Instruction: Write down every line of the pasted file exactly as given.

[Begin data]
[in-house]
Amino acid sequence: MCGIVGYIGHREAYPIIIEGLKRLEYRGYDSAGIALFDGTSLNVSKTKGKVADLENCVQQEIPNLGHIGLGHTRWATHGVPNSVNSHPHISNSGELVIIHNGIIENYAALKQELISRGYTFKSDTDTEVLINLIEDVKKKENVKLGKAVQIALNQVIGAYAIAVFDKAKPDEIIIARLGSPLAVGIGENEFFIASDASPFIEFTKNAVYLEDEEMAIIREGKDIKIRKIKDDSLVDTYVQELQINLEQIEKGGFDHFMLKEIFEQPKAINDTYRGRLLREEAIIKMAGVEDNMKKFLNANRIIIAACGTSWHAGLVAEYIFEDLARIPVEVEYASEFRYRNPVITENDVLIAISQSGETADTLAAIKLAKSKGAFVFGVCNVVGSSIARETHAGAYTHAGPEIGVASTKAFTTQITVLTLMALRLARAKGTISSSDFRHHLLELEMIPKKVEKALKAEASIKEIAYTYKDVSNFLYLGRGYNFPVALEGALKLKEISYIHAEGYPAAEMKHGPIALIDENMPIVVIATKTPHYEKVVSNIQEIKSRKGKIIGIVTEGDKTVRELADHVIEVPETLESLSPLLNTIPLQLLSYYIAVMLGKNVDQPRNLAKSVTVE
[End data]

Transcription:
[in-house]
Amino acid sequence: MCGIVGYIGHREAYPIIIEGLKRLEYRGYDSAGIALFDGTSLNVSKTKGKVADLENCVQQEIPNLGHIGLGHTRWATHGVPNSVNSHPHISNSGELVIIHNGIIENYAALKQELISRGYTFKSDTDTEVLINLIEDVKKKENVKLGKAVQIALNQVIGAYAIAVFDKAKPDEIIIARLGSPLAVGIGENEFFIASDASPFIEFTKNAVYLEDEEMAIIREGKDIKIRKIKDDSLVDTYVQELQINLEQIEKGGFDHFMLKEIFEQPKAINDTYRGRLLREEAIIKMAGVEDNMKKFLNANRIIIAACGTSWHAGLVAEYIFEDLARIPVEVEYASEFRYRNPVITENDVLIAISQSGETADTLAAIKLAKSKGAFVFGVCNVVGSSIARETHAGAYTHAGPEIGVASTKAFTTQITVLTLMALRLARAKGTISSSDFRHHLLELEMIPKKVEKALKAEASIKEIAYTYKDVSNFLYLGRGYNFPVALEGALKLKEISYIHAEGYPAAEMKHGPIALIDENMPIVVIATKTPHYEKVVSNIQEIKSRKGKIIGIVTEGDKTVRELADHVIEVPETLESLSPLLNTIPLQLLSYYIAVMLGKNVDQPRNLAKSVTVE